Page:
Is the treatment of Taleban and al-Qaeda terror suspects counter-productive?

Posted:
in General Discussion edited January 2014
Discuss.



I am inclined to think that it is.
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Comments

  • Reply 1 of 154
    fran441fran441 Posts: 3,715member
    Maybe you need to be a little clearer.



    The thing that people seem to forget is that these prisoners down in Cuba are NOT POWs. They are criminals. They conspired to kill American citizens. POWs get released after the war is over. These prisoners will not.
  • Reply 2 of 154
    bellebelle Posts: 1,574member
    I've searched my heart and my head for sympathy and compassion for these people, but both said "let the f**kers rot".



    I know people say "If we treat these people like animals that makes us no better than them". To those people I say let's rewind the clock two years and we'll ship all of you out to Afghanistan to teach the Taleban compassion.



    Whether the individuals in the camp on Cuba committed atrocities, or merely sanctioned them by being fully paid-up members of an organization which condones such behavior, they deserve treatment an awful lot worse than they're currently receiving.



    My aggression has nothing to do with September 11, but their treatment of men, women, children, and even animals in Afghanistan. They're destructive, humanity-hating, evil f**ks with no respect for the lives of others.



    'Scuse my language.
  • Reply 3 of 154
    [quote]Originally posted by Fran441:

    <strong>Maybe you need to be a little clearer.</strong><hr></blockquote>Well I thought I was clear enough.



    You may have noticed that the world - that is the world outside the U.S. -is "showing concern". Now if that is the case, I think it is counter-productive as far as the *overall* aims are concerned, meaning the big picture.



    You/we want to have people on your/our side in this particular situation, because the whole thing is not over by a long shot, and the U.S. needs continued - even if it is only moral - support from the free world.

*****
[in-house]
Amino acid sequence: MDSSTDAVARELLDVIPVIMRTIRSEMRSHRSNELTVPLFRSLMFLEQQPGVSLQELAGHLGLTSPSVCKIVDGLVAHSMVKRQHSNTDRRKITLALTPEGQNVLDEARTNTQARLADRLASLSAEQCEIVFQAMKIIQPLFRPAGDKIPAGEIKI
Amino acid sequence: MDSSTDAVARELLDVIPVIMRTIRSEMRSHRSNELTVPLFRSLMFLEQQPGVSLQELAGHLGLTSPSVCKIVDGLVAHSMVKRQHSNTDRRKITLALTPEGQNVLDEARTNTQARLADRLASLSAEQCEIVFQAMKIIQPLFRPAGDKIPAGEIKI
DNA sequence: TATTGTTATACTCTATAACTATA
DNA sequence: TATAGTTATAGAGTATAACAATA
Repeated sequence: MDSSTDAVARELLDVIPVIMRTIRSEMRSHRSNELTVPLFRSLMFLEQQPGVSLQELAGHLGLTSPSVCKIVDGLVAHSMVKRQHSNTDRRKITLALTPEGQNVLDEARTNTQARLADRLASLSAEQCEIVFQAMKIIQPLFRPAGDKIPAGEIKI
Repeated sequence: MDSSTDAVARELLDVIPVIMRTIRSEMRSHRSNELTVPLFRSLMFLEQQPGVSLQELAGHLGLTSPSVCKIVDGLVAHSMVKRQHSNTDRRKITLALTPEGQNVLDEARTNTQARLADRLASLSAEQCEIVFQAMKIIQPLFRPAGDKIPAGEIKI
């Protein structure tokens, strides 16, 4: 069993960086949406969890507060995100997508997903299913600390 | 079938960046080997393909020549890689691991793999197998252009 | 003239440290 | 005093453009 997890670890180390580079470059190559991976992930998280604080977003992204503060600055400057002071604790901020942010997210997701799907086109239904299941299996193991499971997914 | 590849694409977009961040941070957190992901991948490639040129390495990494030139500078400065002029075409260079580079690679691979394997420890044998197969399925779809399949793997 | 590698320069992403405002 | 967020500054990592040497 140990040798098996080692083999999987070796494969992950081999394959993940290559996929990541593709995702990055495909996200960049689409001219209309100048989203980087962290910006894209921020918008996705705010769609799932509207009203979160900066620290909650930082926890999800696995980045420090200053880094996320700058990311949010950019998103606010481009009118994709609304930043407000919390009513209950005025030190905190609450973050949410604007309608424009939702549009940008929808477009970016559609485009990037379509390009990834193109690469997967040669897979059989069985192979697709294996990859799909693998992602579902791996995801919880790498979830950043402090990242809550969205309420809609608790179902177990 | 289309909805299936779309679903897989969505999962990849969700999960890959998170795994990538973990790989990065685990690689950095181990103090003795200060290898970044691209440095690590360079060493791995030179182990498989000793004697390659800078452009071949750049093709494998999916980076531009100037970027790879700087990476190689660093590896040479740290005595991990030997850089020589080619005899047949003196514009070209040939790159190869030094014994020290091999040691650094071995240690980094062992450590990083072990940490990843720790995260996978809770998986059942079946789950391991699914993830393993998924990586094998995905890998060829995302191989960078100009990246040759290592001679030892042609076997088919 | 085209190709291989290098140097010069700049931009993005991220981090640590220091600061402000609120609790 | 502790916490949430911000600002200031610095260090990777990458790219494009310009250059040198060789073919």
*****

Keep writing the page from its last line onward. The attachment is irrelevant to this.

What is happening in Cuba will soon - mark my words - be viewed by the majority of people, including the ones that are pro-U.S. and anti-terrorism, as the actions of big bully showing off, and once again the good guys will have become the bad guys. Now that would be counter-productive, no?

    <strong> [quote]

    The thing that people seem to forget is that these prisoners down in Cuba are NOT POWs. They are criminals. They conspired to kill American citizens. POWs get released after the war is over. These prisoners will not.</strong><hr></blockquote>No, what the U.S. seems to be forgetting is that the whole world is watching, and what it sees it does not like. *We* are supposed to be different from *them*, if you see what I mean.



    It is one thing to say that these people are not POWs - although international opininon is divided on that - and quite another to treat them the way they are being treated, and then to even make a show of it, and thereby giving plenty of ammunition to the people on the fringe to exploit the swing in public opinion.



    I must add here that Bush has never struck me as particular subtle, but that is another matter.
  • Reply 4 of 154
    jrcjrc Posts: 805member
    [quote]Originally posted by Member:

    <strong>Discuss.



    I am inclined to think that it is.</strong><hr></blockquote>



    Yes. They should be shot and left to rot.
  • Reply 5 of 154
    brussellbrussell Posts: 9,812member
    [quote]Originally posted by Member: